Equanimity and sobriety are keys to orderly transition in a democracy

Published May 12, 2022, 12:05 AM

by Manila Bulletin

Hours after the start of the partial and unofficial tally of votes for last Monday’s national and local elections began, the top two presidential candidates issued their respective statements.  

Former Senator Ferdinand ‘Bongbong’ Marcos, Jr., who has emerged as the clear frontrunner with a large majority, spoke to his supporters:  

“Kagaya ng aking sinabi, hindi pa tapos ang bilang. Marami na ang nagsasabi na tapos na pero hindi pa talaga kaya antayin natin hanggang maliwanag na maliwanag, mag-100 percent ang pagbilang,”  (Like what I said, the counting is not yet over. A lot of people are saying it’s done but really it’s not. So let’s wait until it’s very clear, until the results are at 100 percent.)

Vice President Leni Robredo also delivered a statement from her home in Camarines Sur. On Tuesday afternoon, after hearing mass at the Naga City cathedral, she spoke anew and reiterated her initial statement: 

Bagaman may hindi pa nabibilang, bagaman may mga tanong pa tungkol sa eleksyon na ito na kailangang matugunan, palinaw na ng palinaw ang tinig ng taumbayanSa ngalan ng Pilipinas na alam kong mahal na mahal ninyo, kailangan nating pakinggan ang tinig na ito dahil sa huli, iisa lang ang bayang pinagsasaluhan natin.” (Although there are votes that have yet to be counted, although there are still questions about this election that need to be addressed, the voice of the people is becoming clearer. For the sake of the Philippines which I know you really love, we need to listen to this voice because in the end, we share one country.) She added a call to her supporters: “Whatever the final results will be, let’s accept them. Let’s accept them because  these will be the source of strength that we all can share.”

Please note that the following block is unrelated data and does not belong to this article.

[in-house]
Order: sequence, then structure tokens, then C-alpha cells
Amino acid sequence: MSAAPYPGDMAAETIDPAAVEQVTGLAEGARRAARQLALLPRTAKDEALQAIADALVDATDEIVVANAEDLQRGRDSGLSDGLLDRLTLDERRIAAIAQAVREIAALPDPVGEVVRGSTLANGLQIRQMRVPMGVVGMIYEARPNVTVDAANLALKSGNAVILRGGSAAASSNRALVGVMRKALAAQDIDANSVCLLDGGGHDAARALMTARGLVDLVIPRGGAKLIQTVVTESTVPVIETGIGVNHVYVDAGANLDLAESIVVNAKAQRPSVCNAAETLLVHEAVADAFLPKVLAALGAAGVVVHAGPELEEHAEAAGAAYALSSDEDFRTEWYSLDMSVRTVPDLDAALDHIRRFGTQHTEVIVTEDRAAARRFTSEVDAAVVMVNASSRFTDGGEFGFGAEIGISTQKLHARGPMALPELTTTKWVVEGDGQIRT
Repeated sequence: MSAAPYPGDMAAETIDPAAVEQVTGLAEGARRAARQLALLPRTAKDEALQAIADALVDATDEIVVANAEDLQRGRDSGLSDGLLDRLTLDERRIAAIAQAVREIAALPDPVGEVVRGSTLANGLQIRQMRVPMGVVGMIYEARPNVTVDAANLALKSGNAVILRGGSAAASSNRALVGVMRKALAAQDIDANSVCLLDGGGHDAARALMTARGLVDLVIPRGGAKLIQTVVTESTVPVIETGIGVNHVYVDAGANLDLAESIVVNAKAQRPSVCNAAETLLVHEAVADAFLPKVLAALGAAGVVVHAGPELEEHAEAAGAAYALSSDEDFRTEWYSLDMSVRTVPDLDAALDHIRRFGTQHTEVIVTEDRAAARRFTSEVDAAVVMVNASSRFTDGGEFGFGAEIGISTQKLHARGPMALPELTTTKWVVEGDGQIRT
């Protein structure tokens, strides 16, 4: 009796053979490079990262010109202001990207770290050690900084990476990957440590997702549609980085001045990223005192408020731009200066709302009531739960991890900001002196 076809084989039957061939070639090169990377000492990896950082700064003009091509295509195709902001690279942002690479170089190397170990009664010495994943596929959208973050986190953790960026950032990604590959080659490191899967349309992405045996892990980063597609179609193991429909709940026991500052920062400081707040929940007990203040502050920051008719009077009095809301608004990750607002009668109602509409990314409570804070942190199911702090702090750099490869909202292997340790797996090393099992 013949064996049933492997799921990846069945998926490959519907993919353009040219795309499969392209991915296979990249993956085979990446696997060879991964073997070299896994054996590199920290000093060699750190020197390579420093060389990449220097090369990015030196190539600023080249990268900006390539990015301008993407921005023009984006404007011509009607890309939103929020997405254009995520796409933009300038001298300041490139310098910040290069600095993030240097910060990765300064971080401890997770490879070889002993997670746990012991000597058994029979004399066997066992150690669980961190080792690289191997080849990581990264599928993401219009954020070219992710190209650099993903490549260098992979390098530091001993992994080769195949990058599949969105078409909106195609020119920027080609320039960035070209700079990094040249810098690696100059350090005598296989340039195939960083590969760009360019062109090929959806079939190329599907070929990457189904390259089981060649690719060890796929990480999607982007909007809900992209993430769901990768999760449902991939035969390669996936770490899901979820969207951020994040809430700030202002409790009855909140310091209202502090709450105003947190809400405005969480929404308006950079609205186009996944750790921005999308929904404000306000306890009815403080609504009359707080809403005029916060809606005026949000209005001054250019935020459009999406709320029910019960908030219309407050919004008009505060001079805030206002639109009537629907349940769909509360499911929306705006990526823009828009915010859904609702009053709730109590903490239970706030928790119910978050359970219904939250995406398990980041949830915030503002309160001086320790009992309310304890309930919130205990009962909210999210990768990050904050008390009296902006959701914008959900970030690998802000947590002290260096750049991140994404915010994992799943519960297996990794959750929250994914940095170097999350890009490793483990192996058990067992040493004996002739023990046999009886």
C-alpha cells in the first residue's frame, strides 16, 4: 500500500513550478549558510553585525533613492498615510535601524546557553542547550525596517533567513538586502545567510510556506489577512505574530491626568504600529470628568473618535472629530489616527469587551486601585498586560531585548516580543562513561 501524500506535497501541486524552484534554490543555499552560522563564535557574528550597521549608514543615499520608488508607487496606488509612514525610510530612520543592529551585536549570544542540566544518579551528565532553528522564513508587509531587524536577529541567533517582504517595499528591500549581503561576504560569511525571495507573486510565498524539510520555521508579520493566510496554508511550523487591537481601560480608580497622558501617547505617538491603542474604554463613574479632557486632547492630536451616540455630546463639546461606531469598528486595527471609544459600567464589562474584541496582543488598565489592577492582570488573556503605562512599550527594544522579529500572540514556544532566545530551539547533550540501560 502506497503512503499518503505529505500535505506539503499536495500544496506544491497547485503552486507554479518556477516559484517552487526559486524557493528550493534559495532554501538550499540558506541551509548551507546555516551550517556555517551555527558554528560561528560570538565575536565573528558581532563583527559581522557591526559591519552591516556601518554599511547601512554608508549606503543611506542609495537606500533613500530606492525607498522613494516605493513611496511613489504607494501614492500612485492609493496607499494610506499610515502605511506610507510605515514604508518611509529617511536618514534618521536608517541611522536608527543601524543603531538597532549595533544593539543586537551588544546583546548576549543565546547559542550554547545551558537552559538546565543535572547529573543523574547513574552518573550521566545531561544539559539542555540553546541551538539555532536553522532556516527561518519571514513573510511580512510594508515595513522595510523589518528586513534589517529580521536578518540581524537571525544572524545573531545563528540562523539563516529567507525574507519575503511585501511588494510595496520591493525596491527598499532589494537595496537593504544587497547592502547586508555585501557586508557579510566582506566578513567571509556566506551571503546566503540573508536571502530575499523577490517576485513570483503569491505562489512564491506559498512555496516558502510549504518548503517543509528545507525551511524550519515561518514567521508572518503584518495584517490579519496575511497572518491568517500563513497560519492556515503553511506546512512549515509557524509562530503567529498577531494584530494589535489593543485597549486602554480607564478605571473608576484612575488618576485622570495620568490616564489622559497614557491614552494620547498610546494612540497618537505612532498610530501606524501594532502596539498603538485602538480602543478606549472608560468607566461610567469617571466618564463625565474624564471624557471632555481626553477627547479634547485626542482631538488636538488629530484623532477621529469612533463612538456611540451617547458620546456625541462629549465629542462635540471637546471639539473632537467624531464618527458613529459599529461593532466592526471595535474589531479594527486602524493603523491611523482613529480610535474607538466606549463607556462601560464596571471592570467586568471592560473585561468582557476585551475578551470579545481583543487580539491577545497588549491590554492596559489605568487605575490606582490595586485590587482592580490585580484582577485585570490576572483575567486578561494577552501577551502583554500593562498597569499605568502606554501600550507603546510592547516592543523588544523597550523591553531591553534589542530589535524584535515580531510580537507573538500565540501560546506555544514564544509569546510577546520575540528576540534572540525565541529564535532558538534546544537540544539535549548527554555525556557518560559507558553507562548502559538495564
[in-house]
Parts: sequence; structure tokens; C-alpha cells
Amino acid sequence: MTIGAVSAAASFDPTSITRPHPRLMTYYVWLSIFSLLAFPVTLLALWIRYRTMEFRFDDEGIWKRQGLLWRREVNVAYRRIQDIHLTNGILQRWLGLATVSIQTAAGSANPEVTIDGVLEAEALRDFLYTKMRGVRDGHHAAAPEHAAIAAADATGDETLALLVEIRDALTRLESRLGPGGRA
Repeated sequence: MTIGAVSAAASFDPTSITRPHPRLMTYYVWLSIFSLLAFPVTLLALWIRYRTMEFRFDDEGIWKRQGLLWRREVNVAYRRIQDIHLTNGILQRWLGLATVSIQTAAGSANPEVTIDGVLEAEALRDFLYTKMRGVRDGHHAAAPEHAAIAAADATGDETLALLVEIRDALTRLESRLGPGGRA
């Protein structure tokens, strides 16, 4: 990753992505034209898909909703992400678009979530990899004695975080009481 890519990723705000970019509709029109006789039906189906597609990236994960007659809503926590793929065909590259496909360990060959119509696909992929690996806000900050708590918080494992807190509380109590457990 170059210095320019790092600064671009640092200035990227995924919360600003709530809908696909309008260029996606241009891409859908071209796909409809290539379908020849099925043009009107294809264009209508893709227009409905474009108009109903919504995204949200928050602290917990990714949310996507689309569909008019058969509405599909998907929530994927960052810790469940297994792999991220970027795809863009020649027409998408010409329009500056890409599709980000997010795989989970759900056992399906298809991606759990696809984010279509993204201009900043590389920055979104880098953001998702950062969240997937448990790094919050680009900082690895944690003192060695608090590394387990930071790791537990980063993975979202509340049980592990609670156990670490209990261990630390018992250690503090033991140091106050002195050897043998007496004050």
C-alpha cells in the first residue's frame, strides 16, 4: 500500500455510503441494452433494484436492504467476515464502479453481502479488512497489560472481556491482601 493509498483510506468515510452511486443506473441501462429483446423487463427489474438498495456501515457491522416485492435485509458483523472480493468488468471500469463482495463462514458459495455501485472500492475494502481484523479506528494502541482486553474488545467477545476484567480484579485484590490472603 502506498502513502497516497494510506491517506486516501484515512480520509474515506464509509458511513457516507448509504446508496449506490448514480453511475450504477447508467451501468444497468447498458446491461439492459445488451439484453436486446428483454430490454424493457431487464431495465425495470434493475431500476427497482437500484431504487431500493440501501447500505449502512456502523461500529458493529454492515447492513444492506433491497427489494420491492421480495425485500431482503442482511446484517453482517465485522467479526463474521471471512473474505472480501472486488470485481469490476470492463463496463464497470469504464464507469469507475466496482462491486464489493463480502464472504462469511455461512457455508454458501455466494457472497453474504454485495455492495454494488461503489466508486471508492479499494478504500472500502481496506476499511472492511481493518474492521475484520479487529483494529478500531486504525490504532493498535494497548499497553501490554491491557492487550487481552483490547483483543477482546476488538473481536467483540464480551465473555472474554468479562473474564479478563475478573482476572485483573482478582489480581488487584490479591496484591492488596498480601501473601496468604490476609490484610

These statements are critically important as these set the tone for the manner in which the results of the elections would be accepted by the citizenry — and pave the way for a peaceful transition of power, which is the essence of democracy. 

Since the enactment of the 1987 Constitution, the country has held five elections for a new President and each time, power has been transferred peacefully: from Corazon C. Aquino to Fidel V. Ramos in 1992; from Ramos to Joseph Ejercito Estrada in 1998; Gloria Macapagal-Arroyo succeeding herself after the 2004 elections, then ushering in the administration of Benigno S. Aquino III in 2010; and from Aquino III to Rodrigo R. Duterte in 2016. 

Peaceful transition is the hallmark of a vibrant democracy. This is enabled by the orderly conduct of elections and acceptance by the people of its results. The introduction of automated elections in 2010 has facilitated this process, but not without hiccups. Since then, elections have been held in 2013, 2016 and 2019 — and the results have gained national acceptance.

This is why — despite incipient complaints arising from observations on the manner the initial results had been reported — it is vital that the integrity of the election process be ascertained and confirmed.  And this is also why the statements issued by the leading presidential candidates are crucial in maintaining equanimity and sobriety.

 
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